The Geneva International Motor Show is an annual auto show held in March in the Swiss city of Geneva. The show is hosted at the Palexpo, a convention centre located next to the Geneva Cointrin International Airport. The Salon is organised by the Organisation Internationale des Constructeurs d'Automobiles, and is considered an important major international auto show.First held in 1905, the Salon has hosted almost all major internal combustion engined models in the history of the automobile, along with benzene- and steam-powered cars from the beginning of the century. Exotic supercars often steal the spotlight during their debuts at the show. Prototypes, new equipment, technical breakthroughs, international partnerships, as well as political and social debates, have been announced at the exhibition. The show is regarded as a level playing field for the world's automakers, aided by the fact Switzerland lacks an auto industry of its own.

List of Ferrari road cars

The following is a list of road cars manufactured by Italian sports car manufacturer dating back to the 1950s Ferrari.

List of cars with non-standard door designs

This is a list of cars with non-standard door designs, sorted by door type. These car models use passenger door designs other than the standard design, which is hinged at the front edge of the door, and swings away from the car horizontally and towards the front of the car.

Maserati Birdcage 75th

The Maserati Birdcage 75th was a concept car created and designed by a Pininfarina design team led by Lowie Vermeersch, including Jason Castriota and Giuseppe Randazzo under the direction of Ken Okuyama. It was first introduced at the 2005 Geneva Auto Show. It was named to honor the classic Maserati Birdcages of the 1960s and Pininfarina's 75th anniversary. The original car intent was discussed and pursued originally by Paolo Pininfarina, Pininfarina S.p.A, Franco Lodato and Peter Aloumanis, from Motorola during a business gathering in September 2004 at Pebble Beach, California.

Paolo Martin

Paolo Martin (born 1943) is an Italian car designer widely known for his career with Studio Tecnico Michelotti, Carozzeria Bertone, Pininfarina and De Tomaso/Ghia where he styled the Ferrari Dino Berlinetta Competizione, Ferrari Modulo concept, Fiat 130 Coupé and the Rolls-Royce Camargue.

Pininfarina

Pininfarina S.p.A. (short for Carrozzeria Pininfarina) is an Italian car design firm and coachbuilder, with headquarters in Cambiano, (Metropolitan City of Turin), Italy. It was founded by Battista "Pinin" Farina in 1930. On 14 December 2015, Mahindra Group acquired Pininfarina S.p.A. for about €168 million.Pininfarina is employed by a wide variety of automobile manufacturers to design vehicles. These firms have included long-established customers such as Ferrari, Alfa Romeo, Peugeot, Fiat, GM, Lancia, and Maserati, to emerging companies in the Asian market with Chinese manufactures like AviChina, Chery, Changfeng, Brilliance, and JAC and VinFast in Vietnam and Korean manufacturers Daewoo and Hyundai.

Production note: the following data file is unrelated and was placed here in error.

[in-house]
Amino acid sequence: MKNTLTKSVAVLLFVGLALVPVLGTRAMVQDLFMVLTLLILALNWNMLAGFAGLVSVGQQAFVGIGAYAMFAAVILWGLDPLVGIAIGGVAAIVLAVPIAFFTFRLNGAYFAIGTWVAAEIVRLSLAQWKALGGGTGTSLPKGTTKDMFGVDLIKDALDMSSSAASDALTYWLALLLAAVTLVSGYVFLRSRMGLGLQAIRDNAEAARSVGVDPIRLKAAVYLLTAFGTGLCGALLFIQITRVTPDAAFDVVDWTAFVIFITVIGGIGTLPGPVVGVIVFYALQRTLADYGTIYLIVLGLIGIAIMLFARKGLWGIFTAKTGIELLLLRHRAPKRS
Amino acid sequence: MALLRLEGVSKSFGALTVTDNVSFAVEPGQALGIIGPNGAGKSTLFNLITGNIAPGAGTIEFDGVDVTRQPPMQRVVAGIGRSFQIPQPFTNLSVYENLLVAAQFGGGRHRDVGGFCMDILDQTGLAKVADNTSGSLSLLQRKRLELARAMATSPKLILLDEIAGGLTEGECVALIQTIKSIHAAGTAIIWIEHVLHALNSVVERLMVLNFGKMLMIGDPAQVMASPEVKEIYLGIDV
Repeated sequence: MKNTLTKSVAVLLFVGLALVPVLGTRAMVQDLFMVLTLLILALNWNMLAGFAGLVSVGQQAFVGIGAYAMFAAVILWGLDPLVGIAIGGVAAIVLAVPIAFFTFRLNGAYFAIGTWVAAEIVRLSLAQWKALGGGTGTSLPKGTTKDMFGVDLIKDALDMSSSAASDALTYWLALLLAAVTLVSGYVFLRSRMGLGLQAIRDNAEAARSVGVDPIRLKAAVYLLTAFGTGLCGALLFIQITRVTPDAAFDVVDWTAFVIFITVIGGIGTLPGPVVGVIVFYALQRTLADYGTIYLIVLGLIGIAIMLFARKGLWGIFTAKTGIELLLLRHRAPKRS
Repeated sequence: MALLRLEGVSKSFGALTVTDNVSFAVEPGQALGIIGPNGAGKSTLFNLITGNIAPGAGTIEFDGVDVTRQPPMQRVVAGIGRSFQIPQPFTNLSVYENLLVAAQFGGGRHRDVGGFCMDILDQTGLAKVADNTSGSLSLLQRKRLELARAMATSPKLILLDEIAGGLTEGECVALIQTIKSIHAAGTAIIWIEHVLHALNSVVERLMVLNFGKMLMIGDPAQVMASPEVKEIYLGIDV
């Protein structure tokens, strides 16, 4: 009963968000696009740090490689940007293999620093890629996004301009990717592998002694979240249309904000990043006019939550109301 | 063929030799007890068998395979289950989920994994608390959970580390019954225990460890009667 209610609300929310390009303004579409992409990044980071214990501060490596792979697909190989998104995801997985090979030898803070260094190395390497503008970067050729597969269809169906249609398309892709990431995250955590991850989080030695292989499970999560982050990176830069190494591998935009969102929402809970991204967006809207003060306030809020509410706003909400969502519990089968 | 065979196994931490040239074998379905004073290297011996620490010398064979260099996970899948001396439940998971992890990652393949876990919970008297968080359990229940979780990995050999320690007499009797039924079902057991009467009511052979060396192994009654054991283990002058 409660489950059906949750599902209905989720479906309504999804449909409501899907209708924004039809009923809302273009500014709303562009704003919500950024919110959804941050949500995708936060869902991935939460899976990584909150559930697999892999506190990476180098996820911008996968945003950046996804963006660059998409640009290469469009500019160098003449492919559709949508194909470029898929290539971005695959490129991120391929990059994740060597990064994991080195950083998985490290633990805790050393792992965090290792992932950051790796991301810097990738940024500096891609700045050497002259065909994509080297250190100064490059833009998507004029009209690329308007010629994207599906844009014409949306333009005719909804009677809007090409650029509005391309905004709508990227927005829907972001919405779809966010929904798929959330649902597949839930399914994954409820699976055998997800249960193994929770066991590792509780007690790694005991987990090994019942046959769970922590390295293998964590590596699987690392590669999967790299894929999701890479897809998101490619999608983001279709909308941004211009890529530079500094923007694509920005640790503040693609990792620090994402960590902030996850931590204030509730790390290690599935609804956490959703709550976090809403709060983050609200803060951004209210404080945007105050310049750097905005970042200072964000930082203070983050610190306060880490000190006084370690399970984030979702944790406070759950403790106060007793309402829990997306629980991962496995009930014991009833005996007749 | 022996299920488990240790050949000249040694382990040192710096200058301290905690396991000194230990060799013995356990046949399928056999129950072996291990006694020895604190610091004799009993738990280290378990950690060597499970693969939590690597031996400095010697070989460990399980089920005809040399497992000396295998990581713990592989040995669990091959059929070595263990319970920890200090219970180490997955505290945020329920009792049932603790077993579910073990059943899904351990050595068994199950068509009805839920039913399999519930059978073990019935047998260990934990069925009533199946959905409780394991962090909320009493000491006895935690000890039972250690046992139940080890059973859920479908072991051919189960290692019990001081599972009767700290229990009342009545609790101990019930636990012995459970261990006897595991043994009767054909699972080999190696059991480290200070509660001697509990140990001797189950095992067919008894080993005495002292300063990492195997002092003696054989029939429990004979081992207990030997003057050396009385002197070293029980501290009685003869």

Since the 1980s Pininfarina has also designed high-speed trains, buses, trams, rolling stocks, automated light rail cars, people movers, yachts, airplanes, and private jets. With the 1986 creation of "Pininfarina Extra" it has consulted on industrial design, interior design, architecture, and graphic design.

Pininfarina was run by Battista's son Sergio Pininfarina until 2001, then his grandson Andrea Pininfarina until his death in 2008. After Andrea's death, his younger brother Paolo Pininfarina was appointed as CEO.At its height in 2006 the Pininfarina Group employed 2,768 with subsidiary company offices throughout Europe, as well as in Morocco and the United States. As of 2012 with the end of series automotive production, employment has shrunk to 821. Pininfarina is registered and publicly traded on the Borsa Italiana (Milan Stock Exchange).

Pininfarina Sergio

The Pininfarina Sergio is a concept car produced by the Italian design house Pininfarina. It was presented at the 2013 Geneva Motor Show as a tribute to the former chairman of the company and the infamous automotive designer, Sergio Pininfarina, who died on 3 July 2012. The car is a coach built barchetta which is based on the mechanical underpinnings of the Ferrari 458 Spider.

Vehicle canopy

A vehicle canopy is a rarely used type of door for cars. It has no official name so it is also known as an articulated canopy, bubble canopy, cockpit canopy, canopy door, or simply a canopy. A canopy is a type of door which sits on top of a car and lifts up in some way, to provide access for passengers. It is similar to an aircraft canopy. There are no established sub-types of canopies, so they can be hinged at the front, side, or back, although hinging at the front is most common. Canopy doors are rarely used on production cars, and are sometimes used on concept cars.